What Form of War?
No-one would suggest that Australia would become involved in a bi-lateral confrontation with China. But a multi-lateral confrontation is not beyond the probability horizon.
A number of events could trigger a multi-lateral conflict; the invasion of Taiwan or a miscalculation over a disputed island between, say, China and Japan or any of a number of countries who lay claim to some of the dispute islands in the South China Sea. In certain circumstances, such a conflict could expand from bi-lateral to multi-lateral. If the US were to step in, Australia’s ANZUS alliance obligations would, at the very least, require the National Security Committee of Cabinet to consider entering the conflict.
This thesis is not so concerned about the exact nature of the conflict, or the circumstances under which Australia might decide to participate, just that it could occur. The question of greater interest is what this might mean for Australia, and in particular its future submarine force.
China’s Naval Strength Up until the early 1990s, it was evident that the Chinese had an overwhelming continental mindset. But this has changed. The Chinese Government now has a clear vision of the importance of the sea and a clear national strategy to develop maritime interests. This is reflected in the attempts in recent years to build up all aspects of its maritime economy and to create one of the largest merchant fleets in the world – with port, transport and shipping infrastructure to match. Beijing has taken the view that the nexus between economic viability and a military power compels it to pursue a capable Navy.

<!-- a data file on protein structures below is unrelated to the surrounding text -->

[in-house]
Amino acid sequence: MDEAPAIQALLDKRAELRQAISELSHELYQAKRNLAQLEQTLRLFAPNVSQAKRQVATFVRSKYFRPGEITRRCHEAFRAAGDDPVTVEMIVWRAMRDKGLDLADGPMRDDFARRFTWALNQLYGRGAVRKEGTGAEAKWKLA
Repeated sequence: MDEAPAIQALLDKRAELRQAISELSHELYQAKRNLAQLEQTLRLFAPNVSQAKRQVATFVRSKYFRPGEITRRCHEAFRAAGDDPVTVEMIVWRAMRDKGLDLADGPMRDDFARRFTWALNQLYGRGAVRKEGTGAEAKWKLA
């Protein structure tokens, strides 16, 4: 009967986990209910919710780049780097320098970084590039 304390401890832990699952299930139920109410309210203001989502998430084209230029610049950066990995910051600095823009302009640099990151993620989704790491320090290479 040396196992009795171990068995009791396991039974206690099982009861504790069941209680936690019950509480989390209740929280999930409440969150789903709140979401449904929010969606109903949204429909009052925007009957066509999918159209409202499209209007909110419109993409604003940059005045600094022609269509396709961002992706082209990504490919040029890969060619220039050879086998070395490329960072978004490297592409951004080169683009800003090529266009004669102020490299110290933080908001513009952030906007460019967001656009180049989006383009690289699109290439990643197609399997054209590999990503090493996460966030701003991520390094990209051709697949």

The PLA(N) has over 500 vessels divided amongst the North Sea Fleet, The East Sea Fleet and South Sea Fleet, an air arm of over 800 naval aircraft and over 250,000 permanent members. Roughly half of the PLA(N)’s major combat vessels and a large number of its smaller vessels are obsolescent classes and have not yet been replaced by newer modern designs (none the less, there is a certain quality about quantity) and all but 290 of the navy’s aircraft are operational. In its current form it lacks capabilities for operating in distant waters, for carrying out joint theatre operations and its C4ISR, long range surveillance and targeting systems are lacking.
So, what are its strengths and what can one reasonably expect it could do now and in the midterm?
The East Sea Fleet is well geared to supporting operations in the Taiwanese theatre. The South Sea Fleet, the most capable, is well geared for operations in the South China Sea. With a build-up of submarine capability, the arrival of a new carrier force, the fielding of long range anti-ship ballistic missile technologies and enhanced spaced based ISR, it could certainly threaten US carrier based operation in either theatre. It may well be able to exercise sea control out to the First Island Chain and could almost certainly deny the US access in that area.
In line with the political support outlined above, the PLA(N) is expanding in both numerical terms and capability terms, whilst the USN is constrained by recent sequestration measures. If the assessment above is now considered optimistic, in the future it won’t be.
China’s Achilles Heel
Whilst the pendulum is slowly and undoubtedly swinging in favour of the Chinese on the naval front, China has a significant issue which is likely to manifest itself for decades to come. Australia’s Future Submarines at War against China? | Australian Defence News & Articles | Asia Pacific Defence Reporter.
What Form of War?